Maple Sugar Cookies

In Ithaca Commons, there is a cooking store directly across from a used bookstore. As you can imagine, this is my favorite part of the pedestrian mall. Naturally, we stopped in at the cooking store while showing my mom around town this weekend.

The second I saw the adorable leaf and squirrel cookie cutters, I had a flash of inspiration. Why not shake up the typical sugar cookie recipe by adding a dash of rich maple flavor? And even better, why not form said maple sugar cookies into seasonally appropriate leaves and squirrels?

CookieCutters.jpg

This cookie making became an all-day endeavor. The cookies themselves didn’t take long to bake, but this was also my first time decorating with royal icing, so I wasn’t very speedy with the finishing touches. Plus, I also made some green tea shortbread (recipe to come!) at the same time. The final products were definitely worth it, though!

This recipe was spot-on. The sweet maple is noticeable without being overwhelming. And while the bottoms of the cookies are crisp, the cookies are tender and chewy.

LeafCookies.jpg

Maple Sugar Cookies

Maple Sugar Cookies

Ingredients

  • 1 cup butter, softened (2 sticks)
  • 2/3 cup sugar
  • 1/3 cup brown sugar
  • 1 egg
  • 1 tablespoon maple syrup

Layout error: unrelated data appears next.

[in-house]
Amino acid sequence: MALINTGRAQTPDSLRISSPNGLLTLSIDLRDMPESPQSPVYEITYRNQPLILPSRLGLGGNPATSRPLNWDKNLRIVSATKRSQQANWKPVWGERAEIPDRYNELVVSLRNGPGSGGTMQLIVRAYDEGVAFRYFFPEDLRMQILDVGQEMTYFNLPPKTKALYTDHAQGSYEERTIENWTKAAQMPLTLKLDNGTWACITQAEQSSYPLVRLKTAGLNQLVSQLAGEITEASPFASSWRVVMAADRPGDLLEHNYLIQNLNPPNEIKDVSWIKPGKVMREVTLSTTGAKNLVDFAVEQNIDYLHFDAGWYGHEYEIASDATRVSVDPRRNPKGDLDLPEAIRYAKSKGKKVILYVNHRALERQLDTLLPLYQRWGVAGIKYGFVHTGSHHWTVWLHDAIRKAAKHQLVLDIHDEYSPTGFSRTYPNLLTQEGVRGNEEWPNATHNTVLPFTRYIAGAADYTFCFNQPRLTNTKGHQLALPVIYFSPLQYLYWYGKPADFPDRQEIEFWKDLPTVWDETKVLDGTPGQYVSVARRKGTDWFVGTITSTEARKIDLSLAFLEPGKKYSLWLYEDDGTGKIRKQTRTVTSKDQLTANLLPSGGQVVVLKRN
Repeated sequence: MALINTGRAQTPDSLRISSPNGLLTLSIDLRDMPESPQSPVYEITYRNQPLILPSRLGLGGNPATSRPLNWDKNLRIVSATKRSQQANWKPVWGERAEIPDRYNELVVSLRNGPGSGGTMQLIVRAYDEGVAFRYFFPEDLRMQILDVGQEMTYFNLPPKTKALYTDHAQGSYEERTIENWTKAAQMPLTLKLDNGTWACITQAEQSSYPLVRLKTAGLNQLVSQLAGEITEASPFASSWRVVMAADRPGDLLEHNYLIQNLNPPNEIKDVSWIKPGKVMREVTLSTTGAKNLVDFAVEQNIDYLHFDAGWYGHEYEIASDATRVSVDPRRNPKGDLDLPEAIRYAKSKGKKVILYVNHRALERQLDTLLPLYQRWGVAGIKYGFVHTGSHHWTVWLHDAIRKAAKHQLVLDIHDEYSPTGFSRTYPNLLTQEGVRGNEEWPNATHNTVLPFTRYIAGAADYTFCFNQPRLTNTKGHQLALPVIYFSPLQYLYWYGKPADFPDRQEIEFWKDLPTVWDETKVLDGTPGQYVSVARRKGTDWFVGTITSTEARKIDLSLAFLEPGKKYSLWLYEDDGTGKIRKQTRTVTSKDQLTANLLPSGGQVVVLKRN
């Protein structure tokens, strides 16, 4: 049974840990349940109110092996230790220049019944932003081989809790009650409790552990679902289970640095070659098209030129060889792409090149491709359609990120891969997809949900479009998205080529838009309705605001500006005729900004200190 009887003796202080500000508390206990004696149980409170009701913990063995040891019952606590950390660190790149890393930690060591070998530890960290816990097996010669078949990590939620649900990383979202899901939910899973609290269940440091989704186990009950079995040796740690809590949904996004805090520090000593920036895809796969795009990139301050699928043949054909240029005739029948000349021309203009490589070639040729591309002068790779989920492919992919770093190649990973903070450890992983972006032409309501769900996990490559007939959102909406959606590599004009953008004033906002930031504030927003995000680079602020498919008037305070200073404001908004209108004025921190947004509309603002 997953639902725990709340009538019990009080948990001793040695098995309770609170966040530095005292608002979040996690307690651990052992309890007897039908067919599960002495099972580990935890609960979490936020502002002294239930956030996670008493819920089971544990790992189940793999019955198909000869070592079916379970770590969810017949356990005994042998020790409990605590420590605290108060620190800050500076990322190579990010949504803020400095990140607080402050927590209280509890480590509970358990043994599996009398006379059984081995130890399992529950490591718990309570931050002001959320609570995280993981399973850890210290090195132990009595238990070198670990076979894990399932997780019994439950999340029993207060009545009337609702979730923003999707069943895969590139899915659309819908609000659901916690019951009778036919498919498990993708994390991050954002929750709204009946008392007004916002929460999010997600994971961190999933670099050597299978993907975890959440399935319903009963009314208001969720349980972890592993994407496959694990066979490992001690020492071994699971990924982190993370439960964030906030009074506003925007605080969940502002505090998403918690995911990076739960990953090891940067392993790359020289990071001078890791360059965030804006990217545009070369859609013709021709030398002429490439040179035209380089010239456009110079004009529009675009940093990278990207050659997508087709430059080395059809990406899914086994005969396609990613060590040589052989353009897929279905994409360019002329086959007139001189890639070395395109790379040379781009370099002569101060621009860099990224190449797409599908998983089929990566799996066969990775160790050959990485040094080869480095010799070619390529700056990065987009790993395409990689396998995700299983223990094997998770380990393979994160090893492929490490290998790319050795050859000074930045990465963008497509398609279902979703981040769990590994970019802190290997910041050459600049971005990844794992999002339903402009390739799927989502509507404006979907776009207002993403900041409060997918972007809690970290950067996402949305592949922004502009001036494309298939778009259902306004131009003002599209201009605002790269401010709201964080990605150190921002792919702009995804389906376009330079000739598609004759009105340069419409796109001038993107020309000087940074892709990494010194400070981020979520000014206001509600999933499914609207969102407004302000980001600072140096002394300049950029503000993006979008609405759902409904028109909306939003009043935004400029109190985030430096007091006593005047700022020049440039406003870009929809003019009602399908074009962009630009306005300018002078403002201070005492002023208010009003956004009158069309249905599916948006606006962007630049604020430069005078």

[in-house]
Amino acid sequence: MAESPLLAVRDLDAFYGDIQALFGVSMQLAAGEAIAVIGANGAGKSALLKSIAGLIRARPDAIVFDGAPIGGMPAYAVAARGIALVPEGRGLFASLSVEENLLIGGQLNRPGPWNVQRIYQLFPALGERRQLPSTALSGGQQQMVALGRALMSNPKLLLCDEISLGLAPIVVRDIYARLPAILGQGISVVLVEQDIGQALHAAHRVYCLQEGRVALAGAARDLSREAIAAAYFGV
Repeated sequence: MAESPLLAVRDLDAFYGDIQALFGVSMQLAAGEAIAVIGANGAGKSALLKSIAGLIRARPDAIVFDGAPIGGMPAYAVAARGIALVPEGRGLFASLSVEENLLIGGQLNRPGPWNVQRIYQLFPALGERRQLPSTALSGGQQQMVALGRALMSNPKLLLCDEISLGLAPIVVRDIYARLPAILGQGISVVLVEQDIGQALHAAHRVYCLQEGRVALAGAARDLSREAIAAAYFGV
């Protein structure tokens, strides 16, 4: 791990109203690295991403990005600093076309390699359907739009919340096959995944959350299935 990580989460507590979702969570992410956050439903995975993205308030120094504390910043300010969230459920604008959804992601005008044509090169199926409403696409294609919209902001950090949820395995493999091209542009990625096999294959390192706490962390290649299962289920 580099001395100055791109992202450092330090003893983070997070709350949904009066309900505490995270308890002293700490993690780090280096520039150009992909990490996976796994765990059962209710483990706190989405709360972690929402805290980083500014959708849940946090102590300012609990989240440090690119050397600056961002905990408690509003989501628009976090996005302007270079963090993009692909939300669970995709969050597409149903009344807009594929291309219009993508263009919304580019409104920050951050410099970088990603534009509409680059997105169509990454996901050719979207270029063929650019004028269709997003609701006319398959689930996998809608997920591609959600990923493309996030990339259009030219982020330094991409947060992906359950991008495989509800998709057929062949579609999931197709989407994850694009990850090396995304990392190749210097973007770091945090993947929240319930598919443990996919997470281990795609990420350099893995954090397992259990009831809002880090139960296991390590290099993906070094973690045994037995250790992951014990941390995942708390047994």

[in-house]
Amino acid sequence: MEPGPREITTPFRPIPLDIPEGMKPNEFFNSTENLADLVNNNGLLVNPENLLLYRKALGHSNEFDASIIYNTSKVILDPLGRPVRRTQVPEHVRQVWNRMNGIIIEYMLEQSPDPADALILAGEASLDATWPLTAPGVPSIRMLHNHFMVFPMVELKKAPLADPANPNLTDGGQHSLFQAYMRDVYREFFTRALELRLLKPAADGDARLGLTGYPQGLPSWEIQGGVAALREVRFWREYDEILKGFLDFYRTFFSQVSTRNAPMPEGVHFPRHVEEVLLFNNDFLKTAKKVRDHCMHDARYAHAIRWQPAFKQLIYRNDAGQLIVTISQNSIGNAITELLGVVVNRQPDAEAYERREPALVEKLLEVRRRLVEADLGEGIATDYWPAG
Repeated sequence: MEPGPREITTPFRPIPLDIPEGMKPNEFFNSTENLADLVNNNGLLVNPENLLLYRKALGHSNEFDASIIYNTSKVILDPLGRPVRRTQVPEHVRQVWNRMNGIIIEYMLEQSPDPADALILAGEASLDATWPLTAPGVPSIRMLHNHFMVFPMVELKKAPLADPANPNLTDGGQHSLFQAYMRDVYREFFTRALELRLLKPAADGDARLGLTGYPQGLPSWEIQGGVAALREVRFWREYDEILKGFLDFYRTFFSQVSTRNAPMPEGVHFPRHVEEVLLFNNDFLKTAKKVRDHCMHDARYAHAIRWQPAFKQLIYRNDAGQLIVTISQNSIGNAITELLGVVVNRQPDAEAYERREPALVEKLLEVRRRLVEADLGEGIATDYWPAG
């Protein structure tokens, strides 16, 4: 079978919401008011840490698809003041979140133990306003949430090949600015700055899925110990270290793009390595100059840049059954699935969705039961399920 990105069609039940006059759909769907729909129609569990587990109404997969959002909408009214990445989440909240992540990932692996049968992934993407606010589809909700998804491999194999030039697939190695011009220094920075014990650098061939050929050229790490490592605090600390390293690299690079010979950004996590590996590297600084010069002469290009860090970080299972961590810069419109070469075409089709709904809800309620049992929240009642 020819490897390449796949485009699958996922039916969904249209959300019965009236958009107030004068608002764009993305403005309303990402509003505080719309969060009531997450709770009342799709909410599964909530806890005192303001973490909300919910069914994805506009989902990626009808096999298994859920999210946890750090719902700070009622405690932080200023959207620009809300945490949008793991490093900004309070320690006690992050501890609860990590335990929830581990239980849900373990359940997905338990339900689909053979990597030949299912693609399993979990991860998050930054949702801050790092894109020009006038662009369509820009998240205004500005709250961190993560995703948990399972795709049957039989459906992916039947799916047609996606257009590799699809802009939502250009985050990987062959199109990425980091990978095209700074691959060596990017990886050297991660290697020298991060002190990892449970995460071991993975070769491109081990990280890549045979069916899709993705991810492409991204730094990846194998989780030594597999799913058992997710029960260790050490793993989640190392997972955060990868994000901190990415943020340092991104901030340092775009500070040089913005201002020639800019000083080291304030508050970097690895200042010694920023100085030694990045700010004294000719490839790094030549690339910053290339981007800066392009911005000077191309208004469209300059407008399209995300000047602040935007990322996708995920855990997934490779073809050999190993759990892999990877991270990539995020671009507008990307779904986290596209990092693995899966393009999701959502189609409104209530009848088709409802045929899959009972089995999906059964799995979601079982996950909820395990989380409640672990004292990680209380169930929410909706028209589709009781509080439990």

• 1 1/2 teaspoons vanilla
  • 3 cups all-purpose flour
  • 1 teaspoon baking powder
  • 1/4 teaspoon salt

Instructions

  1. Beat the butter with the sugar until smooth and creamy. Add the egg, syrup and vanilla, and beat until well-mixed with the butter. Stir in the flour, baking powder and salt until the dough is smooth.
  2. Divide the dough in half. Place each half between two sheets of wax paper and roll out to 1/4" thick. Refrigerate for 30-45 minutes.
  3. Preheat the oven to 375F. Pull one dough sheet from the refrigerator and peel off the top sheet of wax paper. Cut into shapes using your favorite cookie cutters and space 1" apart on greased cookie sheets. Bake for 7-9 minutes at 375F until the edges start to brown. Repeat with the rest of the dough.
  4. Savvy Tip: Leave the other half of the dough refrigerated until you need it. As the dough warms up, it will not hold its shape as well and will stick to the wax paper more!
  5. When you can't get any more cookies out of your dough, mash the scraps together and roll the dough out once more. Cut out all the additional cookies you can, then do what my grandpa always did: piece together the scraps into random shapes and place them on the cookie sheets. Inspired by my grandpa, I created an acorn cookie to go with my leaves and squirrels!
  6. Savvy Tip: If you roll the dough out more than twice, the cookies will be tough. Use the 'random shapes' method for the scraps after the second rolling instead!
  7. The acorn was prized, while the really random shapes were great for 'taste testing' and practice decorating! ;)
  8. Allow the cookies to cool completely before decorating. To ice and embellish the cookies, follow the royal icing tutorial on Brown Eyed Baker. If you're new to decorating like me, she can tell you a lot better how to do it than I can!